But legal experts say the deal is no slam dunk—especially with a new team of regulators in Washington eager to flex their antitrust muscles. Some lawyers and former regulators say the deal may even be quashed, or at least be subjected to revisions, before getting a green light. “Microsoft and Yahoo have a tough battle on their hands with the antitrust regulators,” says David Balto, former policy director of the Bureau of Competition at the Federal Trade Commission under the Clinton Administration. “We don’t want markets to become concentrated. It is like prescribing ice cream for someone who is overweight.”

The agreement is also likely to draw attention from European Union regulators who in recent years have been more aggressive than their U.S. counterparts in scrutinizing mergers and joint ventures. Google (GOOG) is the largest player in the search-ad market, with a 65% share. Together, Yahoo and Microsoft have about 28% of the market.

Under the pact outlined on July 29, Microsoft will provide the underlying search technology on Yahoo’s Web sites while Yahoo will take exclusive charge of search-related ads for both companies.

WALL STREET SEES “MATERIAL RISK”
Some legislators didn’t wait long before threatening to examine the deal closely. Senator Herbert Kohl (D-Wis.), who chairs the Senate antitrust subcommittee, said that the deal “warrants our careful scrutiny,” in a July 29 statement. “Our subcommittee is concerned about competition issues in these markets because of the potentially far-reaching consequences for consumers and advertisers and our concern about dampening the innovation we have come to expect from a competitive high-tech industry.”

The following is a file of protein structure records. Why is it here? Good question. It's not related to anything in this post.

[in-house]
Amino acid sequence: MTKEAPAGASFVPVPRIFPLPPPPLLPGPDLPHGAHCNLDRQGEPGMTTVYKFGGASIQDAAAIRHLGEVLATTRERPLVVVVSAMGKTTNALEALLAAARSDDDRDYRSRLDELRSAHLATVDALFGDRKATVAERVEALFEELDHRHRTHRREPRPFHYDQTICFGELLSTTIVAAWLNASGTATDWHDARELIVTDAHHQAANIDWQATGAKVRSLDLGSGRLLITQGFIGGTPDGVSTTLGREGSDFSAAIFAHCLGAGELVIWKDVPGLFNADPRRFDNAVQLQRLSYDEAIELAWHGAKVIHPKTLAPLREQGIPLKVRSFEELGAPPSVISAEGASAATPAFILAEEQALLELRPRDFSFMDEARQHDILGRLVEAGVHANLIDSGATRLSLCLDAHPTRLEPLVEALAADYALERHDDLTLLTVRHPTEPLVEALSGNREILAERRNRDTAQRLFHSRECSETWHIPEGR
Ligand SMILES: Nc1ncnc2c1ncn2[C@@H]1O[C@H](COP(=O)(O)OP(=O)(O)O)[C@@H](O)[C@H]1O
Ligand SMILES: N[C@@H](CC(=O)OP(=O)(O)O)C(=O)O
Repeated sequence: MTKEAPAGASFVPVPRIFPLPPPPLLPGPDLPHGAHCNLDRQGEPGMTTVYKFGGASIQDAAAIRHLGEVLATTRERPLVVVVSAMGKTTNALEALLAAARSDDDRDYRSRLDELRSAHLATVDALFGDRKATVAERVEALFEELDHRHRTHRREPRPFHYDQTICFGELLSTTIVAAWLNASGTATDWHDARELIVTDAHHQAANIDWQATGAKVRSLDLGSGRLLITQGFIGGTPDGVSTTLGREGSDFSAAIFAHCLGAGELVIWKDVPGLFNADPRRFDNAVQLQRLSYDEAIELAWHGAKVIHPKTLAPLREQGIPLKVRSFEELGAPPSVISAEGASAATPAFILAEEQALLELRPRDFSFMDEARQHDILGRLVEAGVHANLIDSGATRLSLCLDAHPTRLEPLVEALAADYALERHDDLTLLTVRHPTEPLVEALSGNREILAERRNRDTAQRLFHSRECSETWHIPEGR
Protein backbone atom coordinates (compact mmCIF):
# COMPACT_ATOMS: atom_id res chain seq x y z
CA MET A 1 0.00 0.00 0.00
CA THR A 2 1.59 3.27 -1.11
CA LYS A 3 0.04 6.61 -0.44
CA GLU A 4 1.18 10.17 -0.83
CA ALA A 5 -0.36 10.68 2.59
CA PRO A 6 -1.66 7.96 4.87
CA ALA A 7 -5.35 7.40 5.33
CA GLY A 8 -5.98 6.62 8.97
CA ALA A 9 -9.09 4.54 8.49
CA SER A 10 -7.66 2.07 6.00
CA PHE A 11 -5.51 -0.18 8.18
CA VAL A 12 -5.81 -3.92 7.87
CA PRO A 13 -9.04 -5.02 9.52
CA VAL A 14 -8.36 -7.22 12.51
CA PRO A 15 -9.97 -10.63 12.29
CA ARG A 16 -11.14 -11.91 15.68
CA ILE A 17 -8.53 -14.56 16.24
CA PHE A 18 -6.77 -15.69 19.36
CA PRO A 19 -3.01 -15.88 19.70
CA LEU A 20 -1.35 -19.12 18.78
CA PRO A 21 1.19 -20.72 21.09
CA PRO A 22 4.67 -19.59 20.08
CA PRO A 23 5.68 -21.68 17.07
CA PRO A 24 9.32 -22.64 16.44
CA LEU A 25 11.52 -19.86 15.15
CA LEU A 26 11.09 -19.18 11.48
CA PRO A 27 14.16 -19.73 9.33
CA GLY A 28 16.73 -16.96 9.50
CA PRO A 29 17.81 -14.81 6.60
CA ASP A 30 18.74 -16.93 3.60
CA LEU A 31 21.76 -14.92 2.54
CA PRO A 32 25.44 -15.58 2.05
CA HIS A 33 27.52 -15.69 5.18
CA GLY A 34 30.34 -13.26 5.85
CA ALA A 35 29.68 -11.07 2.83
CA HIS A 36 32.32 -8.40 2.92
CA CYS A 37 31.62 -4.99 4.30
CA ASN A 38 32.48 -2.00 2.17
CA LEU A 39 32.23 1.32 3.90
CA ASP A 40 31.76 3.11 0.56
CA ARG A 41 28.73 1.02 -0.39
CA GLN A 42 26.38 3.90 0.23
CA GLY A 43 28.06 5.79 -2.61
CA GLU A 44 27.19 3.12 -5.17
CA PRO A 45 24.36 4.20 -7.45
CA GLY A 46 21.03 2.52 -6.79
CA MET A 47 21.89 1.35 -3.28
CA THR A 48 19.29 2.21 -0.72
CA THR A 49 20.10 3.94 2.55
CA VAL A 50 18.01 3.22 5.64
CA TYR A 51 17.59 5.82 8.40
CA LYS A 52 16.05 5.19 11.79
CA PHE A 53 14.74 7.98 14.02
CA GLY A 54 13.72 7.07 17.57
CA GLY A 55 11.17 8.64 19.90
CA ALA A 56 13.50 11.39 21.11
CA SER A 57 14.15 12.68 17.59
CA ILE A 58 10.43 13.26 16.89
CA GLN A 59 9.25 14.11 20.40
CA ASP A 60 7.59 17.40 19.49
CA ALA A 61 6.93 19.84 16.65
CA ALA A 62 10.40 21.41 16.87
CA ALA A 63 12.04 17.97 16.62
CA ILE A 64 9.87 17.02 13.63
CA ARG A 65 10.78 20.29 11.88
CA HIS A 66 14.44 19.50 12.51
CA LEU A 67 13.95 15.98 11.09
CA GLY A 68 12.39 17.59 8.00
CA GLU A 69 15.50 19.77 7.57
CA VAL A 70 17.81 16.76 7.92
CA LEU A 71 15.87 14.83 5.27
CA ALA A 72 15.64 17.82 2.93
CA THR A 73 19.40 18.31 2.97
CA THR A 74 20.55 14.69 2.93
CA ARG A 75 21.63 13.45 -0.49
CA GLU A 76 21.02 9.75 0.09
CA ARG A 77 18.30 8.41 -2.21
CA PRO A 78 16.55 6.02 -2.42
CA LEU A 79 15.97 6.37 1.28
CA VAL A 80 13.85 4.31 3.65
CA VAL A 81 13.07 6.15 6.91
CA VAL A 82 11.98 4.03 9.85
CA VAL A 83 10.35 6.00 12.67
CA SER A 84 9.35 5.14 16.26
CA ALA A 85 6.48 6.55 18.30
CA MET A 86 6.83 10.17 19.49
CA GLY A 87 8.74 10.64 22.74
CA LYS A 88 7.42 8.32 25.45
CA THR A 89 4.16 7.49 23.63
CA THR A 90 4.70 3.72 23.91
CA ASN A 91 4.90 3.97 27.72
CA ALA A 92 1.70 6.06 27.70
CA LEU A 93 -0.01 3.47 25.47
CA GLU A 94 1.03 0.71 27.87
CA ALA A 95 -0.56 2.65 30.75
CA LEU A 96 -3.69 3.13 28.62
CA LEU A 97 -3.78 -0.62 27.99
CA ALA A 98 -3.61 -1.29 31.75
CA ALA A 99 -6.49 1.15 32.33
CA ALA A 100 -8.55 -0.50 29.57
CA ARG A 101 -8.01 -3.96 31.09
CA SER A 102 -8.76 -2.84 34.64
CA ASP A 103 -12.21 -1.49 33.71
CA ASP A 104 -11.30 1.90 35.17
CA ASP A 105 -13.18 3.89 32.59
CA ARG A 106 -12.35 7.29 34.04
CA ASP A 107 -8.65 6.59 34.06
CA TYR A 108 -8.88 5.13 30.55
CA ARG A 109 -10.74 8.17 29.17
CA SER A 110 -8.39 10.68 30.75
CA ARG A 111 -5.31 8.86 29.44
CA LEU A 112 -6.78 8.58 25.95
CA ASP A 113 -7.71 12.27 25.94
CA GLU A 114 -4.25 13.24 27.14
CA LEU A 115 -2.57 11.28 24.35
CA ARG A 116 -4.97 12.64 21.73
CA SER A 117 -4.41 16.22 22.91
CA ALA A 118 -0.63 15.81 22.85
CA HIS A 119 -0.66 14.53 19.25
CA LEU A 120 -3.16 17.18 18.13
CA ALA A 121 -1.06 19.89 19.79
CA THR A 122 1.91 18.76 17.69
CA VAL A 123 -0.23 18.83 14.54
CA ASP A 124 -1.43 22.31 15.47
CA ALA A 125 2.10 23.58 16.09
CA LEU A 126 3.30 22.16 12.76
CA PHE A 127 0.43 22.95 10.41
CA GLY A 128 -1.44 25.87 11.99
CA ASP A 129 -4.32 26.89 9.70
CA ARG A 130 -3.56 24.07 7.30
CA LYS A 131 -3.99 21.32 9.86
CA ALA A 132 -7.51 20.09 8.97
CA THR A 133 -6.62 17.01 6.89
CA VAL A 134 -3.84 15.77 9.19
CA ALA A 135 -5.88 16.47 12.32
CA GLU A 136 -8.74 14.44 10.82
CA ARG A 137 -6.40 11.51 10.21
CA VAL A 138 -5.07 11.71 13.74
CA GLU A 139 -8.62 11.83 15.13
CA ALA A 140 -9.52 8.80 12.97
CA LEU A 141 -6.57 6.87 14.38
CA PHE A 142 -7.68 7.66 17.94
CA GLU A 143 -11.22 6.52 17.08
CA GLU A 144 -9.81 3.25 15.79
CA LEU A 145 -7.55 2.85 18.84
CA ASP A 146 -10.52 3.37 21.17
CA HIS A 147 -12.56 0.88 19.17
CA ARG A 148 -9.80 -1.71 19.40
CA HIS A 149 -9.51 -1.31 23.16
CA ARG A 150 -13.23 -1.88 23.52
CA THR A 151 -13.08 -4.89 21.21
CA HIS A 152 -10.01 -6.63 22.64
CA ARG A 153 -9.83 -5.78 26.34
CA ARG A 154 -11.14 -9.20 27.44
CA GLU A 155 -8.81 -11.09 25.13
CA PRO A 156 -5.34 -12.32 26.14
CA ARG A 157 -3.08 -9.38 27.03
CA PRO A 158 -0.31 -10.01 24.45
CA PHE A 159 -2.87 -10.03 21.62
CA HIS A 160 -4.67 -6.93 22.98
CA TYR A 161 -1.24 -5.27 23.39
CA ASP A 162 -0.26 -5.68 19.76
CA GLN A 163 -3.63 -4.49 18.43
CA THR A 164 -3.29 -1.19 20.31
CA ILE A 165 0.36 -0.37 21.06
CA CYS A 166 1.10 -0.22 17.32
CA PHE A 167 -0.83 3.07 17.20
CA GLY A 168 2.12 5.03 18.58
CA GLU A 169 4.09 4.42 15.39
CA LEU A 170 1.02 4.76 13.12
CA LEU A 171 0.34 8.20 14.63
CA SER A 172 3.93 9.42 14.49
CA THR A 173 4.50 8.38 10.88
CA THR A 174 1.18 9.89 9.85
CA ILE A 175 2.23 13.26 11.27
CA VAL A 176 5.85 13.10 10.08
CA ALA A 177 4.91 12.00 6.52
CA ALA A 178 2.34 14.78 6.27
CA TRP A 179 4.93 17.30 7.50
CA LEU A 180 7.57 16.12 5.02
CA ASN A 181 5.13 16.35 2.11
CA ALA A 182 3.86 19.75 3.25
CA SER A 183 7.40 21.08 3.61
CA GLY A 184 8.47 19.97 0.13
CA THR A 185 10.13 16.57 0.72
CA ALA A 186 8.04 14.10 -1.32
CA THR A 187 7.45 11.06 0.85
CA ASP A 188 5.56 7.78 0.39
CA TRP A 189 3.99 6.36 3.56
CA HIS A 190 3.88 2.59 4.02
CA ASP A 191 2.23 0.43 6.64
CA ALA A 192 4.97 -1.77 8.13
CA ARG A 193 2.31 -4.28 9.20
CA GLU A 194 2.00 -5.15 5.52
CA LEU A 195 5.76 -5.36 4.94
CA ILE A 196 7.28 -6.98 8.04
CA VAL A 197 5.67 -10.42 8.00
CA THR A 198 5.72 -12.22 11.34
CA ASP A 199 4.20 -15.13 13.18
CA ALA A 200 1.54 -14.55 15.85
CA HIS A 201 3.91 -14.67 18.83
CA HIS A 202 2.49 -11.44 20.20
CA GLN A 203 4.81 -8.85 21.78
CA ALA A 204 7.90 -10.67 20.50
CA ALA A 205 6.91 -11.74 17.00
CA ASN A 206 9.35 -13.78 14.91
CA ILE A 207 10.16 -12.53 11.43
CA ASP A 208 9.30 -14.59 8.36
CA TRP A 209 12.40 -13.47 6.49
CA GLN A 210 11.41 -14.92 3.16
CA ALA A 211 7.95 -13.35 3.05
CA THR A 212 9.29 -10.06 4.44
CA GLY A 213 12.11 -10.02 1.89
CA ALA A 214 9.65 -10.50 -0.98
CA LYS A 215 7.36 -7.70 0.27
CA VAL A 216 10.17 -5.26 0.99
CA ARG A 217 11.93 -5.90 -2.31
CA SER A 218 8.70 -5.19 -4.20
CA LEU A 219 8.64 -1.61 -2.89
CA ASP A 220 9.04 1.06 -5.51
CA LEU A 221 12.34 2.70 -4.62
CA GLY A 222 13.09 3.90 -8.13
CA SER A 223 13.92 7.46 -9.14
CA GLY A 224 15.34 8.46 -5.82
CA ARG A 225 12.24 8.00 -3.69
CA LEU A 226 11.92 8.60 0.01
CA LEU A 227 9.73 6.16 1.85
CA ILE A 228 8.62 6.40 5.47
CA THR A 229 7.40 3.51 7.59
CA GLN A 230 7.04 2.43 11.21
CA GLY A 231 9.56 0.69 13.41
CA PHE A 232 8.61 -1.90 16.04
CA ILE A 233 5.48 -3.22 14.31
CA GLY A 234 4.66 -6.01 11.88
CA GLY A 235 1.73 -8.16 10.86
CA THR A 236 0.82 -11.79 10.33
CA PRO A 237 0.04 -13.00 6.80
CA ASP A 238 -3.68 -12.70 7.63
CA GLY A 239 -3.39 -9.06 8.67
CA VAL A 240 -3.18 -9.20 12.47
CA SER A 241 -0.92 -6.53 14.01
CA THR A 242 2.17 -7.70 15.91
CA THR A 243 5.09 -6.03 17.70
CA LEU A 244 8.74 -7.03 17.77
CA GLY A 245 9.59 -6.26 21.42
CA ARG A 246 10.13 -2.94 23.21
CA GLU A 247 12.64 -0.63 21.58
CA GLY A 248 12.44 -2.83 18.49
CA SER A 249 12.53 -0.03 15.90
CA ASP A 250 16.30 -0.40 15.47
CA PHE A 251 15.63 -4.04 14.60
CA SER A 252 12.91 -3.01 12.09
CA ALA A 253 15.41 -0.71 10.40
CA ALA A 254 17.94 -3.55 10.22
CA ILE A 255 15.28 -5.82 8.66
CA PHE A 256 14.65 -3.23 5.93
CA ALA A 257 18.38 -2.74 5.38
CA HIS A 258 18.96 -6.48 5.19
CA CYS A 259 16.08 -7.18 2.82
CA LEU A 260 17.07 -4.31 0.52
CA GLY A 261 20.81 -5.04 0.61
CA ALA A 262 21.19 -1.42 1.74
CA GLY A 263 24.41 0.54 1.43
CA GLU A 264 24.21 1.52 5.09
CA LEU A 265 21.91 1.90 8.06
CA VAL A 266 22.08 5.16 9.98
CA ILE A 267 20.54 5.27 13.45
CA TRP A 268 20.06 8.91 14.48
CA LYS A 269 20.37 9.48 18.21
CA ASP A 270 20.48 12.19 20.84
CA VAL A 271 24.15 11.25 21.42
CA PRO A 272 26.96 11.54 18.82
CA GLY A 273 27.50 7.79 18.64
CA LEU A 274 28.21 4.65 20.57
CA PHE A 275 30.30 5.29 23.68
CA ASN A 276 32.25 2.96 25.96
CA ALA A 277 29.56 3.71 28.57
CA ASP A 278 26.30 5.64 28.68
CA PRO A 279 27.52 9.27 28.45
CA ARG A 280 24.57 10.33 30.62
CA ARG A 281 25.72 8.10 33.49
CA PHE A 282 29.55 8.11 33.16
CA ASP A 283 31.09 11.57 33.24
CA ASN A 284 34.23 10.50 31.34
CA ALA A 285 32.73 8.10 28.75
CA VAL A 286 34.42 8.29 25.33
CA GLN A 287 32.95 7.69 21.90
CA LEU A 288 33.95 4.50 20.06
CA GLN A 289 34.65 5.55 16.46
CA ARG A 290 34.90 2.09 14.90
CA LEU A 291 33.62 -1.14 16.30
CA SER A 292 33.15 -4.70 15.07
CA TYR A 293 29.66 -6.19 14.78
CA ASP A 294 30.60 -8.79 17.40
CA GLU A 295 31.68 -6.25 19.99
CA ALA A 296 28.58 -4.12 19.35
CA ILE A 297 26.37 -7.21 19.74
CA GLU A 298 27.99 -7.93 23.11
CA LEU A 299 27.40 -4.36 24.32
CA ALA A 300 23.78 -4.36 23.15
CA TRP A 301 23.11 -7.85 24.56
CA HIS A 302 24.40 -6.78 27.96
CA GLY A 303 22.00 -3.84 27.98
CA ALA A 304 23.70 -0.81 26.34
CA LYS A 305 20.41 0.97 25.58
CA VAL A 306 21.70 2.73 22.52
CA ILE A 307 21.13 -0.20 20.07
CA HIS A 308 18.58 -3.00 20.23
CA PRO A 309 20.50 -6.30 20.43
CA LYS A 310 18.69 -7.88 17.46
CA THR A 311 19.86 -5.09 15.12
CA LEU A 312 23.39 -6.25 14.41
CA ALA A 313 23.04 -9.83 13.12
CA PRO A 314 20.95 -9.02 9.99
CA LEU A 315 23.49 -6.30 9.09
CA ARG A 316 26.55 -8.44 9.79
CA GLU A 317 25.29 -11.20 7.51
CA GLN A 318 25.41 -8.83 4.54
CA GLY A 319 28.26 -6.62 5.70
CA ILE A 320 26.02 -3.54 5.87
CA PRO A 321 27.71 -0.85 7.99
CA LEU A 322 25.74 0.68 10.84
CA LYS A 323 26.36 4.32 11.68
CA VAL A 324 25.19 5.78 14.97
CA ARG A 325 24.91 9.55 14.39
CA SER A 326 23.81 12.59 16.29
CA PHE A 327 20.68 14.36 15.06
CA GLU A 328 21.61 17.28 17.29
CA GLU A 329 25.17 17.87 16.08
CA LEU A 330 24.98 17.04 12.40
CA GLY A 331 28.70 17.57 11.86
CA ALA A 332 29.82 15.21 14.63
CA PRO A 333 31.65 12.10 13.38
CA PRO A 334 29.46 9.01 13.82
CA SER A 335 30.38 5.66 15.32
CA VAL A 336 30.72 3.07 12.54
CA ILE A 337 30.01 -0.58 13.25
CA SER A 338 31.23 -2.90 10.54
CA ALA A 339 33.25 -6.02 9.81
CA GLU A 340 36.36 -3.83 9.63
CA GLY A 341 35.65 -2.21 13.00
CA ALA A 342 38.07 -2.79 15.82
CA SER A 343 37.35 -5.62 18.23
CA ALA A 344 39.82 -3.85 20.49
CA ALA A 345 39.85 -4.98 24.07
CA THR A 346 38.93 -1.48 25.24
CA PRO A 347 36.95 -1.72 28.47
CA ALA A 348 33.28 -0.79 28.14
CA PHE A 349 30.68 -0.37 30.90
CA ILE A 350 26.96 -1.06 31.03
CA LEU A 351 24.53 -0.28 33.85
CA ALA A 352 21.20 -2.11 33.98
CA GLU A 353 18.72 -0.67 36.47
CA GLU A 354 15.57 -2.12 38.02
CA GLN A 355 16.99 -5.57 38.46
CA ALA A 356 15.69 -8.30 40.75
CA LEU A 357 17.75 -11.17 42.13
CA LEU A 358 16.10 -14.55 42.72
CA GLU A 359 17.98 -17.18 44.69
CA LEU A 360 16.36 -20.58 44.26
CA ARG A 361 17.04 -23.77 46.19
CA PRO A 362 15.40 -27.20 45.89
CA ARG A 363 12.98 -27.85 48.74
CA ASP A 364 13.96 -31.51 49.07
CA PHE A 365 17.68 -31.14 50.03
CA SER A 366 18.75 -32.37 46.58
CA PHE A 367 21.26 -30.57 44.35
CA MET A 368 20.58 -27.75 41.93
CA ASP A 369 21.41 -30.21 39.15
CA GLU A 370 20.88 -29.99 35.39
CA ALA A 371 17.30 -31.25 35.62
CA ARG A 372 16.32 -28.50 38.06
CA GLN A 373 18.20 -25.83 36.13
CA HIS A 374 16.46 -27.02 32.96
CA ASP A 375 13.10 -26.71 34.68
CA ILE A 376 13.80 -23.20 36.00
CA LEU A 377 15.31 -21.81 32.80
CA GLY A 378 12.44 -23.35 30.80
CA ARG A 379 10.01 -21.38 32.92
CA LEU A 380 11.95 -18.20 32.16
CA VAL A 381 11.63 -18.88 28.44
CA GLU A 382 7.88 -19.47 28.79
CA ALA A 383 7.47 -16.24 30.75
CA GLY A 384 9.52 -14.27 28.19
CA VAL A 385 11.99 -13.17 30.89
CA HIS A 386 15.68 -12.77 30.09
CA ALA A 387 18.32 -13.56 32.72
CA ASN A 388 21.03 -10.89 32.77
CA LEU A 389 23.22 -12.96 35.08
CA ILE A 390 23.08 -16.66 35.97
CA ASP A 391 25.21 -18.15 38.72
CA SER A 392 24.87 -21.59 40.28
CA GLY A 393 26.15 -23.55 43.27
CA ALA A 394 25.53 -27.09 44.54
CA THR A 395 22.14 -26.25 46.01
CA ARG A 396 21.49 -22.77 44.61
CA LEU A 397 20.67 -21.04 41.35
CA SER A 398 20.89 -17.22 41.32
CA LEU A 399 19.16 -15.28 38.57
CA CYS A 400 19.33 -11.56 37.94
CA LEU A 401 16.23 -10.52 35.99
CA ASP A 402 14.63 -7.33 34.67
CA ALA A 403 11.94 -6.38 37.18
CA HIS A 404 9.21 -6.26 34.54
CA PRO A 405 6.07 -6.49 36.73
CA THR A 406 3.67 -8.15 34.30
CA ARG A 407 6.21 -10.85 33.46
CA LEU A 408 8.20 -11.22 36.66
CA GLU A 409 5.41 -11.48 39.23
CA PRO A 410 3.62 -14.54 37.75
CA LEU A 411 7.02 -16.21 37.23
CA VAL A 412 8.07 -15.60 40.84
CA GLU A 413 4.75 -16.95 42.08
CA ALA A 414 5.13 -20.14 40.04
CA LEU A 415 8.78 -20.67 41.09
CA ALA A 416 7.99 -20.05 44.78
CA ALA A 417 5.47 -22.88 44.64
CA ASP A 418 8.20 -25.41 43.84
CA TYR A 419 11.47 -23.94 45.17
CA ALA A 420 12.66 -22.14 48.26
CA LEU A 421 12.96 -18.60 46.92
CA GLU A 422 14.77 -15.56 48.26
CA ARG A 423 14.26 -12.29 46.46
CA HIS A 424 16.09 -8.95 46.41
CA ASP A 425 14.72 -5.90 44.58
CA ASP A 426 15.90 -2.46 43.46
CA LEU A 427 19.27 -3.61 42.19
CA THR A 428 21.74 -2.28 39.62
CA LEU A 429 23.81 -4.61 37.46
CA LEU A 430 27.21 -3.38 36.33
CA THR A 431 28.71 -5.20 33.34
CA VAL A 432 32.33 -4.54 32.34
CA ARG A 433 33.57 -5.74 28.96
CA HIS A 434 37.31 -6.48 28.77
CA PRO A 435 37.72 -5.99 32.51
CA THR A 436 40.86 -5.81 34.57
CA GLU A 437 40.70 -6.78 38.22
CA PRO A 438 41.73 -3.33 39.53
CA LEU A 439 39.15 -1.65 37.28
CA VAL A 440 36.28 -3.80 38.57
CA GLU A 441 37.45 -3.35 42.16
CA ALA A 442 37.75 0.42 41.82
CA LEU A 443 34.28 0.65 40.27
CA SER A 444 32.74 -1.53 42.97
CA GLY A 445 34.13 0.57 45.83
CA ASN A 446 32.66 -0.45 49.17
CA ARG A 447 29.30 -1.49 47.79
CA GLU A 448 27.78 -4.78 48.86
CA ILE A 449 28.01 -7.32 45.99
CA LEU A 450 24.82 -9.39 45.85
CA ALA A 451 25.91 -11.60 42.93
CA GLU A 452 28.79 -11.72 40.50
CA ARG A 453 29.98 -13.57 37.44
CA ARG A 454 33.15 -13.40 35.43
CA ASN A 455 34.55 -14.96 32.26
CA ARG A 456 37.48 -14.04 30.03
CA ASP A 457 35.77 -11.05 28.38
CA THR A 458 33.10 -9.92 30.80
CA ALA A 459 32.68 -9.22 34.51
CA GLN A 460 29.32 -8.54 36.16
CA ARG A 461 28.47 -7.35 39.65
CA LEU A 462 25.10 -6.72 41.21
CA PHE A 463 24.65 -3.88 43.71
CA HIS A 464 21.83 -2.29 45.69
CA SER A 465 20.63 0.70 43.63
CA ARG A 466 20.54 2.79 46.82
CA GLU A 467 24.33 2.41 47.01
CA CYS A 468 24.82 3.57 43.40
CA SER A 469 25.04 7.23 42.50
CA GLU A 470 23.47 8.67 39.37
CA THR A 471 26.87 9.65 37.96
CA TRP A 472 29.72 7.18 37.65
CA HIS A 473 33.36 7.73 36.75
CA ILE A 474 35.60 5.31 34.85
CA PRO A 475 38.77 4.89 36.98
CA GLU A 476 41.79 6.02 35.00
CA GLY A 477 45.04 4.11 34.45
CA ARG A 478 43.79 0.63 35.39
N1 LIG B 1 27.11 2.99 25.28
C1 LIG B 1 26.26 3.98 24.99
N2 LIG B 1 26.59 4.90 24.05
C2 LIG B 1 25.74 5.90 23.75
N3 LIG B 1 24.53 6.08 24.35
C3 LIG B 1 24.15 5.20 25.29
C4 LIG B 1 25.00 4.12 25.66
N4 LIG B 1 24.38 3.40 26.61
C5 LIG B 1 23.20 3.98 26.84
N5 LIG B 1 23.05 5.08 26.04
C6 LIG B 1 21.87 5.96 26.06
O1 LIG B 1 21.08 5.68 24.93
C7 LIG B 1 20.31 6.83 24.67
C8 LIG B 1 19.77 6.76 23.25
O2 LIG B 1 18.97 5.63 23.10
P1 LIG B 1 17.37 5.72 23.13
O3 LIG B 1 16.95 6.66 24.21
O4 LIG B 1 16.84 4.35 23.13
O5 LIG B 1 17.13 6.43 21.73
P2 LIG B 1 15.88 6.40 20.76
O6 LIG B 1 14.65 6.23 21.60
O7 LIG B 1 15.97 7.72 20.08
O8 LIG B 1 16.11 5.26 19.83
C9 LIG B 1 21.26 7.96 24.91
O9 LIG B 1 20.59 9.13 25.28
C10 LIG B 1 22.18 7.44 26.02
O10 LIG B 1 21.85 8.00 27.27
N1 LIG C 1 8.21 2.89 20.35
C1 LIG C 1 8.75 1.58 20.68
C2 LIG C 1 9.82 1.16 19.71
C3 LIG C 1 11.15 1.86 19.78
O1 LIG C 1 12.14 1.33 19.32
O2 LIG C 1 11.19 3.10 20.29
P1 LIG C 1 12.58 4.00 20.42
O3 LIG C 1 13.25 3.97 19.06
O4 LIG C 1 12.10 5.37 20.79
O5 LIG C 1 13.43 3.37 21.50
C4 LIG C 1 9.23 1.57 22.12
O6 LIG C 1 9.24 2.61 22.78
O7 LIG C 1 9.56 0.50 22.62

Some Wall Street analysts are also sounding alarm bells. “We believe government approval is doable, but we continue to believe there is a material risk that the deal would be blocked or conditioned,” wrote Rebecca Arbogast, analyst with Stifel, Nicolaus (SF).

Microsoft and Yahoo are up against decades of antitrust policy and law that have rarely if ever allowed combinations of the No. 2 and No. 3 players in a given market. To win approval the companies will need to prove that eliminating one top player in the search-ad market will enhance competition and thereby benefit consumers and innovation. “The obvious fear of the antitrust guys is that instead of strengthening the runner-up, it reduces competition between No. 2 and No. 3, and that lessens competition,” says Lawrence J. White, a professor of economics at New York University who served as director of the Economic Policy Office of the Justice Dept.’s Antitrust Div.

Read the rest of the BusinessWeek story here, along with a video of me discussing the story with Peter Elstrom.

Questioning the Google-Yahoo Search Deal

September 13, 2008

BusinessWeek technology reporters Spencer Ante, Heather Green, Arik Hesseldahl and Catherine Holahan talk about new iPods and the health of Steve Jobs, the latest BlackBerry Pearl, and the Google-Yahoo antitrust investigation.

Check out the video here.

Also, today Joe Nocera from the New York Times devoted his column to questioning the Google-Yahoo search deal by focusing on the tale of Internet entrepreneur Dan Savage. Nocera was right in zeroing in on Google’s ability to set a price floor for search engine keywords. Determining whether or not this price-setting ability can have anti-competitive effects is likely to be a central question of the DoJ’s analysis, as BW’s Catherine Holahan points out in our Dish segment.